Hubert Lawrence | Good weekend for Jamaicans at Penn Relays
Two things jump off the page when you scan the results of last weekend’s Penn Relays. One of them is the stunning performance by Edwin Allen High School. Under the direction of coach Michael Dyke, Serena Cole, Kevona Davis, Tina Clayton and Tia Clayton destroyed the Penn and world high school 4x100-metre record with a phenomenal time of 43.62 seconds.
It was no surprise. In February, a Class Two team of Brandy Hall, Davis, Salecia Myles and Bethany Bridge zoomed at the Western Relays in 43.94 seconds. In March, Britney Johnson, Tina, Cole and Tia lowered the ISSA/GraceKennedy Boys and Girls’ Athletics Championships Class Three record to 44.25 seconds. Despite that common knowledge, the 43.62 shook Franklin Field, the University of Pennsylvania stadium that hosts the 125-year-old relay carnival.
Afterwards, track experts picked at a shaky first pass between Cole and Davis, the 2017 World Under 18 100-metre bronze medallist, but 43.6 is 43.6!!!
Edwin Allen’s speed underscores a potentially bright future for Jamaica in women’s sprinting. Historically, our female speedsters are durable so 2016 100m and 200m Olympic champion Elaine Thompson, not yet 27, could be still be fast when the 2024 Games roll around. At the same time, Davis and double World Under-20 champion Briana Williams are both just 17, and there are several substantial prospects between Thompson and Williams and Davis.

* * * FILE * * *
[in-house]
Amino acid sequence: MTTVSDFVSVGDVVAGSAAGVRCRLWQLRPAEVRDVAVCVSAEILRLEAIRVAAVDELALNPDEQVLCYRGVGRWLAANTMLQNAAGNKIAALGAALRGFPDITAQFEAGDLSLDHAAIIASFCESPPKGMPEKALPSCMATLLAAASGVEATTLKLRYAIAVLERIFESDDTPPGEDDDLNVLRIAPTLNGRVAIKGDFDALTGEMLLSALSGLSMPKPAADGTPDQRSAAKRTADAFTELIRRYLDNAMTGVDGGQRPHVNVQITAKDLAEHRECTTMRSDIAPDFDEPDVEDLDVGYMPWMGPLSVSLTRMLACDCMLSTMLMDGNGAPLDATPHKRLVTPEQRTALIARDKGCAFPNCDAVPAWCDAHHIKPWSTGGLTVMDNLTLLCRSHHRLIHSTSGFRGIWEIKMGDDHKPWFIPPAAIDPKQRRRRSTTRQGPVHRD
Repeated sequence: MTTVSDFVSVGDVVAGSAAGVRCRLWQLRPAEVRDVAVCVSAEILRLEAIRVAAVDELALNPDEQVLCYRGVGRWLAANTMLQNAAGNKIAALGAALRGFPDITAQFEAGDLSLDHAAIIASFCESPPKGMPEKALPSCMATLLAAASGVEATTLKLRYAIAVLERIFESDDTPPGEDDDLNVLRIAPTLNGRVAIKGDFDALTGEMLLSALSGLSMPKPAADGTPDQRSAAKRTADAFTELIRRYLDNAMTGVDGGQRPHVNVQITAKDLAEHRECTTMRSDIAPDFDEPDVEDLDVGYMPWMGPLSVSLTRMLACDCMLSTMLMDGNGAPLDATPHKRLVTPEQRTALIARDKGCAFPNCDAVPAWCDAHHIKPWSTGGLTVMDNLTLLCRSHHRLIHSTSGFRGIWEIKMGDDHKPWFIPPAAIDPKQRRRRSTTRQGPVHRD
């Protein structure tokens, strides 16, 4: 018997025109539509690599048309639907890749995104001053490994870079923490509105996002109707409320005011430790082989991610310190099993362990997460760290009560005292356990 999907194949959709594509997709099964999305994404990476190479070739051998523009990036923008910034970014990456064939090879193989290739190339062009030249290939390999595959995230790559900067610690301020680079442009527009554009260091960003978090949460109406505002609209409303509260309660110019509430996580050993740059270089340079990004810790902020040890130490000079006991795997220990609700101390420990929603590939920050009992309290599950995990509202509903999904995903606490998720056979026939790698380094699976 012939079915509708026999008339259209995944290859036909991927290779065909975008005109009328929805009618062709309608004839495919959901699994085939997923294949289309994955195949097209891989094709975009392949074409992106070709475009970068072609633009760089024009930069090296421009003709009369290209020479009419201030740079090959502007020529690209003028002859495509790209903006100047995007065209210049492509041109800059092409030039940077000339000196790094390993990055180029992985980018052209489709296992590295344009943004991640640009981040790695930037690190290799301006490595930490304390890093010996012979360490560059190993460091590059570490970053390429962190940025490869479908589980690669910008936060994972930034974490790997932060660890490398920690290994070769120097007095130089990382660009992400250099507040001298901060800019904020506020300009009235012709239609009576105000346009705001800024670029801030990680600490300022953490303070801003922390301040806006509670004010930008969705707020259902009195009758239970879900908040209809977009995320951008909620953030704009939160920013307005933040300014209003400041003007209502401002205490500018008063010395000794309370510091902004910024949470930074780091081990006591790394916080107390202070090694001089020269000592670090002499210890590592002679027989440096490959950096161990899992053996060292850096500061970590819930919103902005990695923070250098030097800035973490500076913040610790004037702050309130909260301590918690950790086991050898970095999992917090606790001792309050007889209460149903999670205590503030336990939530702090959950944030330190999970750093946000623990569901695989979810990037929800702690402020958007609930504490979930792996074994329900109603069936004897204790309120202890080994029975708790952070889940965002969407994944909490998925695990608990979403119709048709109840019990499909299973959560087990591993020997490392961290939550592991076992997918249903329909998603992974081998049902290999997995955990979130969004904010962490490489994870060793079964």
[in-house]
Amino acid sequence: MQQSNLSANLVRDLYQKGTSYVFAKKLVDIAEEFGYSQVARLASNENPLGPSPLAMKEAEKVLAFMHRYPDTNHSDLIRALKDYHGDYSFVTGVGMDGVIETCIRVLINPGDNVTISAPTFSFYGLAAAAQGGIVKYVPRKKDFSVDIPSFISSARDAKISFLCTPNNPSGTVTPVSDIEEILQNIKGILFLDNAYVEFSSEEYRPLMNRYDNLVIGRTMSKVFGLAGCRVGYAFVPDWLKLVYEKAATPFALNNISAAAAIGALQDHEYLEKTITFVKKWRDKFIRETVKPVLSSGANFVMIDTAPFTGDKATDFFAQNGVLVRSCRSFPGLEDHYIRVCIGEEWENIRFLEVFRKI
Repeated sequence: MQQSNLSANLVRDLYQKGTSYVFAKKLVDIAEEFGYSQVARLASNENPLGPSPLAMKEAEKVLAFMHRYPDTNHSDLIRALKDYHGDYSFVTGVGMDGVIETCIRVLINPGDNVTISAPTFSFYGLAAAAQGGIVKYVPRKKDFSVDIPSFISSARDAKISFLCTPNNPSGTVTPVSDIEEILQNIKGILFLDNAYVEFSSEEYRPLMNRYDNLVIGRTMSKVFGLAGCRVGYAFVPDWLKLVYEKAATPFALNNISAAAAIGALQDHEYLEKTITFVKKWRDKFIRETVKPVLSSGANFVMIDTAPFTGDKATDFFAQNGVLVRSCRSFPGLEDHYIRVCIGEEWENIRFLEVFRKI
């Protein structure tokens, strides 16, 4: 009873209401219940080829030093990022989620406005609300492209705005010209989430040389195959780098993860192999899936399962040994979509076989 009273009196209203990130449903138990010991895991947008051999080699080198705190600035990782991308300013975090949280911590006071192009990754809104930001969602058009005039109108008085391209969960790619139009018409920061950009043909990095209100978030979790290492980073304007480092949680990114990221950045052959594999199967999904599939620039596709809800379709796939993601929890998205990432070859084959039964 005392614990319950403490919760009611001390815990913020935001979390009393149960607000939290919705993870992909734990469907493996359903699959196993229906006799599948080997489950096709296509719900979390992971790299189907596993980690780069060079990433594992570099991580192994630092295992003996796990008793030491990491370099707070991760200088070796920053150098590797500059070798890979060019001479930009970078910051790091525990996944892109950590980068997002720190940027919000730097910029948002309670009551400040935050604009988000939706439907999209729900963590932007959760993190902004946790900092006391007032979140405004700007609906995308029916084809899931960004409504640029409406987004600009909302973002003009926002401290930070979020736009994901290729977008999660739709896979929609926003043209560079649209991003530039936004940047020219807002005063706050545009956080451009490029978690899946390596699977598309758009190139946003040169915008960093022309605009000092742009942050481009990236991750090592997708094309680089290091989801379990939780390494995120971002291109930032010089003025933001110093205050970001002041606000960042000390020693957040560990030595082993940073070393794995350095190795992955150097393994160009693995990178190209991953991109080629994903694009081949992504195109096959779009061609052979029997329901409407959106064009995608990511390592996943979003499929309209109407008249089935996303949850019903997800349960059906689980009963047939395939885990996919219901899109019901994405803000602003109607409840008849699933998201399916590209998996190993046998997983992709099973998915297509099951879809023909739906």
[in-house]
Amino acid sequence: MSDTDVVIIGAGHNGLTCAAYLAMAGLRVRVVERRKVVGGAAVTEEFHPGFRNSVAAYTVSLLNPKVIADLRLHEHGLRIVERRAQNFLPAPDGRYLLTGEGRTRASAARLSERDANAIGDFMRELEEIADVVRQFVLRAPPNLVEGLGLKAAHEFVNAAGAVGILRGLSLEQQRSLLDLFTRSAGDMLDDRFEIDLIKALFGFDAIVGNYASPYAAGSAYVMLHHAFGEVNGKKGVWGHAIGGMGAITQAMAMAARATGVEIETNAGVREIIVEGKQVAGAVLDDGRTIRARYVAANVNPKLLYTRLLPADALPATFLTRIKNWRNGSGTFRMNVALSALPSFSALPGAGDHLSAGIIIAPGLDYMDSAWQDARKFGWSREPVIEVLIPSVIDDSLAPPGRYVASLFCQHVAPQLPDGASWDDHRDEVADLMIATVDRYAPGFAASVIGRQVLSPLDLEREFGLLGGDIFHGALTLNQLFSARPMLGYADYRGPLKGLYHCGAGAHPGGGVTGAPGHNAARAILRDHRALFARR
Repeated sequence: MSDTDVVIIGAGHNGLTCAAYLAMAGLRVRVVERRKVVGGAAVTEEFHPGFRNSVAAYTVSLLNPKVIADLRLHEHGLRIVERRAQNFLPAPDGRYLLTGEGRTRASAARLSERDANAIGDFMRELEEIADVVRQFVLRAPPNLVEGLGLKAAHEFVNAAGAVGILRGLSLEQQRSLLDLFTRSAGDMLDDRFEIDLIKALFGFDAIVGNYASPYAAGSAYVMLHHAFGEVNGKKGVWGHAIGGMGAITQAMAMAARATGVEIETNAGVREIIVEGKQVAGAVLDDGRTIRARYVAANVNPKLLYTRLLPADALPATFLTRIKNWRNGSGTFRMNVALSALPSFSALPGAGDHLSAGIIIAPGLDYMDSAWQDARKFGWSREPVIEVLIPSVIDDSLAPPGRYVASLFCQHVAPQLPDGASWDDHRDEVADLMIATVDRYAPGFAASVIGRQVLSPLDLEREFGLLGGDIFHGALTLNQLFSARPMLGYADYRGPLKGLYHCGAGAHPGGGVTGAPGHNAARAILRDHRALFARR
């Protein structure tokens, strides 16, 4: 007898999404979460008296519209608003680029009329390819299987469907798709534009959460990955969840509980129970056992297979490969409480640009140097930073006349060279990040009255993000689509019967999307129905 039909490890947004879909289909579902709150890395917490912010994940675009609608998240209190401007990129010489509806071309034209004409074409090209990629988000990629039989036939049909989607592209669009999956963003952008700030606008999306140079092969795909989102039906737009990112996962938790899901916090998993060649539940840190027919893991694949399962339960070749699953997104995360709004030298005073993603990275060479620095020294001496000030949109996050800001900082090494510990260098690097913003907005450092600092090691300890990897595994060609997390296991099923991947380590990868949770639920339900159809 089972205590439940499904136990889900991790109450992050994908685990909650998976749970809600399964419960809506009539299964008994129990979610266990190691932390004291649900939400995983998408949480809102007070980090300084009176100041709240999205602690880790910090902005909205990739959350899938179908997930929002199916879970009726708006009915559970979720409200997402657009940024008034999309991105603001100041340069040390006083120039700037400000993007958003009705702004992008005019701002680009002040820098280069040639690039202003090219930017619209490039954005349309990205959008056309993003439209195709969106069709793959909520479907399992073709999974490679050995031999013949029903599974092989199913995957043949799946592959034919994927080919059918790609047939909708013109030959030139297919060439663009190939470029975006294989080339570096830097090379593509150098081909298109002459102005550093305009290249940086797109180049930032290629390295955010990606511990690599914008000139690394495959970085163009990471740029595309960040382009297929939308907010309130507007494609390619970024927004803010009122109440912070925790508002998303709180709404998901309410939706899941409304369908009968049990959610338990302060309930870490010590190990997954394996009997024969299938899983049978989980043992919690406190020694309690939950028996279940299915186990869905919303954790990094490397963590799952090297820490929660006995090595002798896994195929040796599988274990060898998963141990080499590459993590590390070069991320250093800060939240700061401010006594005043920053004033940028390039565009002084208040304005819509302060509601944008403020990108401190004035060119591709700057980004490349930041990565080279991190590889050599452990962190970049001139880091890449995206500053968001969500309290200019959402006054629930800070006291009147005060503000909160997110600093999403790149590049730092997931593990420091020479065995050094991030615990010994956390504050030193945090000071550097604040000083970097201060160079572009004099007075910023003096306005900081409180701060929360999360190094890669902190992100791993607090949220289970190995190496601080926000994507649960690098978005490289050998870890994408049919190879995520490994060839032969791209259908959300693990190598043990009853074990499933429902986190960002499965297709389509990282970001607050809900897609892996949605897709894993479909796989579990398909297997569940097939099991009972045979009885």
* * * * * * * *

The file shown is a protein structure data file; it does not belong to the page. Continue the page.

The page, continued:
They include CAC 100m champion Jonielle Smith and Natalliah Whyte, and 2016 Olympic finalist Christania Williams and 2015 World finalist Natasha Morrison, who coincidentally share the same personal best – 10.96 seconds.
Whyte and Smith ran their best times last year at 11.04 and 11.07 seconds, respectively.
Add bright junior prospects Kiara Grant and Ashanti Moore and it’s clear that Jamaica will be well stocked with speed for years to come.
The long Penn weekend saw 18 Jamaican wins liberally spread from track to field, from sprints to jumps to throws, with Immaculate Conception High School ace Danielle Sloley blasting to a shot put win. In all of that, the most impressive thing other than the speed of Edwin Allen was the presence of multiple Jamaica teams in the USA versus the World men’s 4x100m and women’s 4x400m relays.
The Americans have been running Red and Blue teams there since the USA versus the World series began in 2000 and giving more of their sprinters race relay practice, while Jamaica entered just one team per event. The Jamaica Athletics Administrative Association is to be commended for giving more of our baton bearers that same chance.
A sparkling Fraser-Pryce, Morrison, Sashalee Forbes and Schillonie Calvert-Powell combined as the Gold team to win the 4x100m in 43.19 seconds. In the 4x400m, the Gold and Green teams went one-two. In all fairness, the female US 4x400m teams were modest, but the Gold quartet of Shericka Jackson, Janieve Russell, Christine Day and Stephenie McPherson is near on the best team from this land of wood and water.
On recent form, only Commonwealth 400-metre runner-up Anastasia Le-Roy would add speed to that line-up, and she was on the Green team at Penn.
Jackson, Day and McPherson were world champions in 2015 and Russell helped Jamaica win the 2018 Commonwealth 4x400 metres gold medal.
Given that relay camps aren’t part of the DNA of Jamaican track and field, it’s great to see the expanded use of Penn to blend our relay teams. Word of a search for similar opportunities is a bonus that will pay dividends in Doha, when the relays begin at the World Championships.
Hubert Lawrence has made notes at trackside since 1980.